• “With synthetic data, you model how well technology responds to changes in threats and understand the resources required to respond ahead of time.”

    Brant Horio

    Data and Computational Sciences Fellow

Build on Incremental Success

Synthetic data modeling supports project teams as they create pilots or incremental technology prototypes for the technological transformation. Keith Rodgers, vice president of advanced analytics & AI at LMI, says these data help organizations understand a project’s potential and can ultimately lead to the long-term internal support necessary for success.

"There is a tendency with organizations that, if a pilot or small project fails, the broader project gets abandoned. That's not ultimately helpful to achieving big goals like technology transformation," Rodgers says. When organizations discover potential through insights from data analytics, then project teams have wider latitude to build pilots and prototypes (which may need refinements over time) without a setback that tanks the whole project.

According to Rodgers, building an integrated project team that includes people from across an organization makes technology transformation more likely to succeed. If this team creates smaller project prototypes that can fail, the lessons learned from those small projects lead to a solution that works better. "Building on incremental successes and failures is how big projects move forward, and you can do that in a controlled way so you aren't negatively impacting operations in the field," he says.

Paul Dufresne, a senior analyst at LMI, agrees. "Often, the technology tool works, but not in the way an organization needs. If you have representatives on a project team from all parts of an organization who can stand up and say, 'This adds too much time to our process' or 'We can't use this because it doesn't solve for x,' then you can make changes before your frontline people have to implement it," he explains.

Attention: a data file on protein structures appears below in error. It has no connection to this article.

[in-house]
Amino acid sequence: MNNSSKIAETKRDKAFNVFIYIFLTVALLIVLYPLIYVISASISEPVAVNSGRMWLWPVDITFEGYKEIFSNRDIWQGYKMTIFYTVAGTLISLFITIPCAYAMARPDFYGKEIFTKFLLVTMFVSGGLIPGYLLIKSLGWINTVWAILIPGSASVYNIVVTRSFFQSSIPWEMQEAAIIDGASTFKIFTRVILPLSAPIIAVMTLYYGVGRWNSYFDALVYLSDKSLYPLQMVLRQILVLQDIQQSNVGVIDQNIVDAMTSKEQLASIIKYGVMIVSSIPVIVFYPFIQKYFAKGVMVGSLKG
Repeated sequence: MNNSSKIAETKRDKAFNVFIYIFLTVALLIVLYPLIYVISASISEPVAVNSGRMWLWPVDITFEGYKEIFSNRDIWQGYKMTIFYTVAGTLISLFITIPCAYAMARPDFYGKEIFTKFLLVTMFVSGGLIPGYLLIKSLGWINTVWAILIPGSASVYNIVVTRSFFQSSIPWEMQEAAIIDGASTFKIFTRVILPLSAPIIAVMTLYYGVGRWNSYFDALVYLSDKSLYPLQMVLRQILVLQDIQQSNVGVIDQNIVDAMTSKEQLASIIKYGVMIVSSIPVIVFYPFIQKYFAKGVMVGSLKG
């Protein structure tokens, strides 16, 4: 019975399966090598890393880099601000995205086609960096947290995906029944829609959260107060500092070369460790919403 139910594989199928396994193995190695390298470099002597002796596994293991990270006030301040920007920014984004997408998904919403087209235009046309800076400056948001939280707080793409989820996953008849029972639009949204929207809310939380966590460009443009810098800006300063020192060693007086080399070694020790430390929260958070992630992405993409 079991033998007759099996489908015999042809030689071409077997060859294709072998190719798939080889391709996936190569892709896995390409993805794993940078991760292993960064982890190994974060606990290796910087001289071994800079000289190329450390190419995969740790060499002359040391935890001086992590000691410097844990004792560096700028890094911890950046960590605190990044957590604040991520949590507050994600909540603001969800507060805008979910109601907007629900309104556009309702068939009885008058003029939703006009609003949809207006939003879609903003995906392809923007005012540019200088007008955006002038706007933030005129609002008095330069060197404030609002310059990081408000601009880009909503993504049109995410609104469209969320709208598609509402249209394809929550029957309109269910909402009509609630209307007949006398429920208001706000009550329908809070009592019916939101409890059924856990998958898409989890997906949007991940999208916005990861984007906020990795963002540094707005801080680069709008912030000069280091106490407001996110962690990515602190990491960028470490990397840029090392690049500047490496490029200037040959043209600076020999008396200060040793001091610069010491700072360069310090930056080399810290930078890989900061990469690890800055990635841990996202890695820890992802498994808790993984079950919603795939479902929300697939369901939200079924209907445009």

Manuel Galvan, a program manager at LMI, adds that organizations using an integrated project team construct help ensure that resources for leveraging existing enterprise solutions and a project’s effort don’t get wasted. “Large organizations tend to silo,” he explains. “Sometimes one group purchases a technology that was previously enabled by another group but isn’t being leveraged as an information technology (IT) service or capability by others. When a project team works across silos, they uncover where enterprise or services already exist and can exploit those capabilities to create efficiencies. These efforts multiply the return on IT investments throughout entire organizations.”

  • “Building on incremental successes and failures is how big projects move forward, and you can do that in a controlled way so you aren't negatively impacting operations in the field.”

    Keith Rodgers

    Vice President, Advanced Analytics & AI

The Topline

For homeland security organizations that respond to constantly changing threats, emerging technologies improve overall response capability and help manage resources more effectively. However, simply putting new technology in the field isn't enough. Stepping back and creating a baseline for the agency helps project teams understand which technologies to use. Synthetic data models the effectiveness of those technologies before fielding. Creating an internal project team with the latitude to test these technologies and make changes if they fail ensures implementation of only the best solutions. Together, these steps greatly increase success for technology transformation projects.

For nearly two decades, LMI has provided services to agencies throughout the Department of Homeland Security. From acquisition and financial management support for U.S. Customs and Border Protection and laboratory services for the department's Science and Technology directorate to program management for the Federal Emergency Management Agency and beyond, LMI is committed to ensuring homeland security mission success for our nation.

Brant Horio Headshot

Brant Horio

Sr. Fellow, Applied Research & Partnerships Meet Brant

Brant Horio

Sr. Fellow, Applied Research & Partnerships

Brant Horio leads our strategic research group, integrating resources, technologies, and partnerships with applied research to advance LMI's innovation mission.

Keith Rodgers Headshot

Keith Rodgers

Sr. Vice President, Digital & Analytic Solutions Meet Keith

Keith Rodgers

Sr. Vice President, Digital & Analytic Solutions

Keith brings nearly two decades of experience in leveraging innovative techniques to assess organizational performance and challenges.